The beginning

Pioneers

1900 / 1930 ...


At the end of the nineteenth century, the invention of the internal combustion engine made it possible for the pioneers to develop full-sized models with an adequate power source, was in this time when the real flying control problems were found ...

1905, May 5 : Jan Bahyl ( Austro-Hungary ) On 13 August 1895, he was granted a patent numbered 3392 by emperor Franz Joseph. On the following years he made several attempts reaching a height of 0.5 meters in 1901 , 1.5 in 1903 and on 5th May of 1905 at Pressburg he flew up using his petrol-engine helicopter to a height of 4 meters for over 1500 meters that was also recorded by the International Airship Organisation.

1906 : Crocco ( Italy ) He suggests a cyclic control

1907, Aug 24 : Breguet - Richet gyroplane ( France ) Brothers Louis and Jacques Breguet rose some two inches off the ground

1907, Nov 13 : Paul Cornu

"World's 1st successful vertical manned flight"

Near Lisieux, Normandie in France Paul Cornu is the first to take off vertically with its pilot and make a free flight. The machine was stabilized with sticks by men on the ground because of its poor controllability


Although the Cornu machine was reported by many to have made several tethered flights of a few seconds at low altitude, a very simple aerodynamic (momentum theory) analysis of the machine shows that these claims are exagerated. It is recorded in Boulet (1982) that each rotor of the Cornu machine was approximately 20~feet in diameter, and the machine had a gross weight (with pilot) of about 575~lbs. Assuming each rotor lifted half of the total weight, then the minimum possible power required at each rotor shaft would be 20.5~hp That is, with two rotors a total of at least 41~hp would be required for flight, even if the rotors were 100% efficient and there were no transmission losses (remember that only 24~hp was available from Cornu's engine). Realistically, we could expect an efficiency of no more than 50% for the rotor(s) used by Cornu, and transmission losses (the rotors were driven by belts) of at least 10%. This means that to hover free of the ground, the installed power required would be about 90~hp. Even in ground effect, the power required to show some daylight under the wheels would have been at least 60~hp, so with only 24~hp on board it is highly improbable that Cornu 's machine ever flew free of the ground. A similar analysis will show that the French Breguet quadrotor machine of the same year (or thereabouts) came much close to flying successfully than Cornu's machine.   Gordon Leishman, Prof. of Aerospace Engineering, University of Maryland, USA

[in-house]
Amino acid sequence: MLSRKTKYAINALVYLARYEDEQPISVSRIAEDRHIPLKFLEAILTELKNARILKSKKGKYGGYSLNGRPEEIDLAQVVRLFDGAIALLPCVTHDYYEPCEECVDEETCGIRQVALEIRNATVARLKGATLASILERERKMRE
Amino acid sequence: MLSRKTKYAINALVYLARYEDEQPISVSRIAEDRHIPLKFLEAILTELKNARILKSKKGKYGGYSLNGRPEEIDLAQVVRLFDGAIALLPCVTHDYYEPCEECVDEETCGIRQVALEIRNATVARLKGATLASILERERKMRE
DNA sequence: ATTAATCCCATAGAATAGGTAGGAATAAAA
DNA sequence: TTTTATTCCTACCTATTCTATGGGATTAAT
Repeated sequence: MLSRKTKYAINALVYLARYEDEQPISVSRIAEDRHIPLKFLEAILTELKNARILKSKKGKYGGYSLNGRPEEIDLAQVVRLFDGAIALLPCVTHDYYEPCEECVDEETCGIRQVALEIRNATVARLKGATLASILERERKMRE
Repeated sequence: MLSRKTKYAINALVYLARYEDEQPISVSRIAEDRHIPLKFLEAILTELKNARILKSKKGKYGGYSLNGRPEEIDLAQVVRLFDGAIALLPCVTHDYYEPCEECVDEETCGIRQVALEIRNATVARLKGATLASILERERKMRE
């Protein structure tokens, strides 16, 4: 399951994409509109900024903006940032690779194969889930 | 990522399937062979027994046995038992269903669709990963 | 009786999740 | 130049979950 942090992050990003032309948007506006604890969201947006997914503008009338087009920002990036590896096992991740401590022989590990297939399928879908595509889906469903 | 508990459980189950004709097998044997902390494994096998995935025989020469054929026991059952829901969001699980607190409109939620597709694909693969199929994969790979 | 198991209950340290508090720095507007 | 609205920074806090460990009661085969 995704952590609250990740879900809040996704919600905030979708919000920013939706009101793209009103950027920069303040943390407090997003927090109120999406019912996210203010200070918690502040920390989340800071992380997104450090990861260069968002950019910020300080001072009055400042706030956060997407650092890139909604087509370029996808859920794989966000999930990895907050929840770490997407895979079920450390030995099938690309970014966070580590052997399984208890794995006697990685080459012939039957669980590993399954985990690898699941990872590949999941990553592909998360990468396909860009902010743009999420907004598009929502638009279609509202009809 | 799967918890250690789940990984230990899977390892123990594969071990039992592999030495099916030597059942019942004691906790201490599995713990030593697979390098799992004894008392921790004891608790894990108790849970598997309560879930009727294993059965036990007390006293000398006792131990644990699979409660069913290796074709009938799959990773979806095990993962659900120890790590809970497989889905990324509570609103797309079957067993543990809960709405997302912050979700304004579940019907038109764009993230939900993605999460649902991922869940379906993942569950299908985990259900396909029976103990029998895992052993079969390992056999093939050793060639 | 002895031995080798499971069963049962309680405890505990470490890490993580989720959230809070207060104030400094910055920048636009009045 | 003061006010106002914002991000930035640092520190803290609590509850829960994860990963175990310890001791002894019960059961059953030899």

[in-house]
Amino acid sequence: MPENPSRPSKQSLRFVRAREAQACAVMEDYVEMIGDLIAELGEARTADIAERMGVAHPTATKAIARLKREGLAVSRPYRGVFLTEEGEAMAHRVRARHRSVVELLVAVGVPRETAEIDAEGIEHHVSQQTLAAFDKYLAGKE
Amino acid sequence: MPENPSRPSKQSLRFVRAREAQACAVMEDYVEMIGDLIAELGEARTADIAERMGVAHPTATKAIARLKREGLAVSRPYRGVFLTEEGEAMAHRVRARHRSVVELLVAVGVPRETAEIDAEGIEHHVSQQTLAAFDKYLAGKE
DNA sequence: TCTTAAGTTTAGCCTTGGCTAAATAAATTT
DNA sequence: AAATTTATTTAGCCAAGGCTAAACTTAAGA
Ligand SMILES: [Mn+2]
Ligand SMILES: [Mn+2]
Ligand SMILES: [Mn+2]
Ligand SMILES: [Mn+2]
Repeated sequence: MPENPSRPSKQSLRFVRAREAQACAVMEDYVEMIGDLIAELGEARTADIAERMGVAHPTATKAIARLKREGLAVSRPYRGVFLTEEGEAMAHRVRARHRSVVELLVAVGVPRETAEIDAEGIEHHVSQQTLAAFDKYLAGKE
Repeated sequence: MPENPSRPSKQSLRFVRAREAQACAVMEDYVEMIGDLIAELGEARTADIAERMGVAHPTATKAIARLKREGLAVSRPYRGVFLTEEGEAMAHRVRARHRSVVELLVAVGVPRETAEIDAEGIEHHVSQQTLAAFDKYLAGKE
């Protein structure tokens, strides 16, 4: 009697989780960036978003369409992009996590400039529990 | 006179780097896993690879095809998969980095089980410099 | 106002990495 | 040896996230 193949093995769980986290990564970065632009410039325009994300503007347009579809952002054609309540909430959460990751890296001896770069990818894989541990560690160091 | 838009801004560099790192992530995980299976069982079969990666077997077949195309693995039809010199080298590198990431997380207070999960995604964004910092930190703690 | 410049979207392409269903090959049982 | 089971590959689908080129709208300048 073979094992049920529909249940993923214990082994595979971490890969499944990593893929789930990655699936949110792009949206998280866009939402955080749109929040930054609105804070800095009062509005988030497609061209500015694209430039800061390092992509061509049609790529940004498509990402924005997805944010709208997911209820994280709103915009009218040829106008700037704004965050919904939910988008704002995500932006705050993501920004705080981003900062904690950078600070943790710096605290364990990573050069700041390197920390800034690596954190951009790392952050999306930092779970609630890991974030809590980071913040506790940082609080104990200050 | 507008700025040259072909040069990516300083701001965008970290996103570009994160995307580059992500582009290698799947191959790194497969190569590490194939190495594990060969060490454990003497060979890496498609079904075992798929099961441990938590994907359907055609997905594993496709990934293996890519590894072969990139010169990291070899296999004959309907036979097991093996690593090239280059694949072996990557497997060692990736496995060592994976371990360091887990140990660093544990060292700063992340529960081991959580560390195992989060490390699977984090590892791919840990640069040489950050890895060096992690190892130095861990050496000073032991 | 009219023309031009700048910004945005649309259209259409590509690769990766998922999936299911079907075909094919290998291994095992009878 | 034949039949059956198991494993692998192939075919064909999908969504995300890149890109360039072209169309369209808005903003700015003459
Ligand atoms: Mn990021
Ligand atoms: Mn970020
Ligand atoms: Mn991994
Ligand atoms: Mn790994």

Paul Cornu helicopter

Paul Cornu helicopter



1911 : Boris Yuriev ( Czarist Russia ) Publish his abtomat perekosa ( collective - automatic over-skewing device ) which describes the modern layout helicopter with main and tail rotors.

Boris Yuriev helicopter